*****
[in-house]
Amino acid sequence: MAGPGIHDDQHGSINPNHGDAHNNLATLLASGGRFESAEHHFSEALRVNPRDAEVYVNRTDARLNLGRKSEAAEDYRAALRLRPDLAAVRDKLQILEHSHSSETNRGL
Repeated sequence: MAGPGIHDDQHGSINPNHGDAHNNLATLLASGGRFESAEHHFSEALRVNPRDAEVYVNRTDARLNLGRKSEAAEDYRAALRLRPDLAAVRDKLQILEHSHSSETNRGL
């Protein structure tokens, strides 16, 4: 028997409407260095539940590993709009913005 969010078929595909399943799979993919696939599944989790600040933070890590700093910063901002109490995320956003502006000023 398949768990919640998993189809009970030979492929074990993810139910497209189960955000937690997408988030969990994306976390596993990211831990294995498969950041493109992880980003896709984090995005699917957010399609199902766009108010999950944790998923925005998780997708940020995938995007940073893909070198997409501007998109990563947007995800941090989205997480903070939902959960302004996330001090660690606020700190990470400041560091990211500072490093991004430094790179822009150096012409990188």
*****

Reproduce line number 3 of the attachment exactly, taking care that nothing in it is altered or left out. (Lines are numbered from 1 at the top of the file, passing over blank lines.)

Repeated sequence: MAGPGIHDDQHGSINPNHGDAHNNLATLLASGGRFESAEHHFSEALRVNPRDAEVYVNRTDARLNLGRKSEAAEDYRAALRLRPDLAAVRDKLQILEHSHSSETNRGL